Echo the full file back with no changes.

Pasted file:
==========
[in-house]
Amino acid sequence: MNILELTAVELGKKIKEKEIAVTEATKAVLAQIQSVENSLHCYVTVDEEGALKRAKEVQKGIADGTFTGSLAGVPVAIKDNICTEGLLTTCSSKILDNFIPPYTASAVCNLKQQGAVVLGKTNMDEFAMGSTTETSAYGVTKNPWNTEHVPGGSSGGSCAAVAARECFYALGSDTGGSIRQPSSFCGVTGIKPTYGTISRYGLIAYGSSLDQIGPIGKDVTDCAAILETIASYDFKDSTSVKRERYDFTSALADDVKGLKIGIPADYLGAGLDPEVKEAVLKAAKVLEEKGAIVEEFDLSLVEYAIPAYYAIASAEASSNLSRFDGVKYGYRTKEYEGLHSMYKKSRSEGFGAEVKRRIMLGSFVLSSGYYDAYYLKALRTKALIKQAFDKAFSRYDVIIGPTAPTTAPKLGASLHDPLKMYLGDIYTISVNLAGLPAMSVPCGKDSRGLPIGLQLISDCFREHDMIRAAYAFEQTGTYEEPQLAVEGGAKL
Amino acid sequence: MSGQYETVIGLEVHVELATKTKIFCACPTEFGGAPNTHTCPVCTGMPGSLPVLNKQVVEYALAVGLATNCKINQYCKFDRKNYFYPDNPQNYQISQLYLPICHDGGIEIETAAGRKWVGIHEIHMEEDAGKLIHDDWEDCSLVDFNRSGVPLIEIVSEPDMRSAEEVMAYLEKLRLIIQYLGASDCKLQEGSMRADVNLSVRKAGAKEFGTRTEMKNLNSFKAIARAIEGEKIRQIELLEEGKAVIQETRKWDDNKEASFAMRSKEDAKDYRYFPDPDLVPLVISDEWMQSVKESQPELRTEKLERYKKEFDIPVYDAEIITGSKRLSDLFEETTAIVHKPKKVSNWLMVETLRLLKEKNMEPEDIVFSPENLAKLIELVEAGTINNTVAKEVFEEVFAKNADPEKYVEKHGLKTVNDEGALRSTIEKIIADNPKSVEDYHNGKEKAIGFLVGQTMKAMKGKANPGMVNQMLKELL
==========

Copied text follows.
[in-house]
Amino acid sequence: MNILELTAVELGKKIKEKEIAVTEATKAVLAQIQSVENSLHCYVTVDEEGALKRAKEVQKGIADGTFTGSLAGVPVAIKDNICTEGLLTTCSSKILDNFIPPYTASAVCNLKQQGAVVLGKTNMDEFAMGSTTETSAYGVTKNPWNTEHVPGGSSGGSCAAVAARECFYALGSDTGGSIRQPSSFCGVTGIKPTYGTISRYGLIAYGSSLDQIGPIGKDVTDCAAILETIASYDFKDSTSVKRERYDFTSALADDVKGLKIGIPADYLGAGLDPEVKEAVLKAAKVLEEKGAIVEEFDLSLVEYAIPAYYAIASAEASSNLSRFDGVKYGYRTKEYEGLHSMYKKSRSEGFGAEVKRRIMLGSFVLSSGYYDAYYLKALRTKALIKQAFDKAFSRYDVIIGPTAPTTAPKLGASLHDPLKMYLGDIYTISVNLAGLPAMSVPCGKDSRGLPIGLQLISDCFREHDMIRAAYAFEQTGTYEEPQLAVEGGAKL
Amino acid sequence: MSGQYETVIGLEVHVELATKTKIFCACPTEFGGAPNTHTCPVCTGMPGSLPVLNKQVVEYALAVGLATNCKINQYCKFDRKNYFYPDNPQNYQISQLYLPICHDGGIEIETAAGRKWVGIHEIHMEEDAGKLIHDDWEDCSLVDFNRSGVPLIEIVSEPDMRSAEEVMAYLEKLRLIIQYLGASDCKLQEGSMRADVNLSVRKAGAKEFGTRTEMKNLNSFKAIARAIEGEKIRQIELLEEGKAVIQETRKWDDNKEASFAMRSKEDAKDYRYFPDPDLVPLVISDEWMQSVKESQPELRTEKLERYKKEFDIPVYDAEIITGSKRLSDLFEETTAIVHKPKKVSNWLMVETLRLLKEKNMEPEDIVFSPENLAKLIELVEAGTINNTVAKEVFEEVFAKNADPEKYVEKHGLKTVNDEGALRSTIEKIIADNPKSVEDYHNGKEKAIGFLVGQTMKAMKGKANPGMVNQMLKELL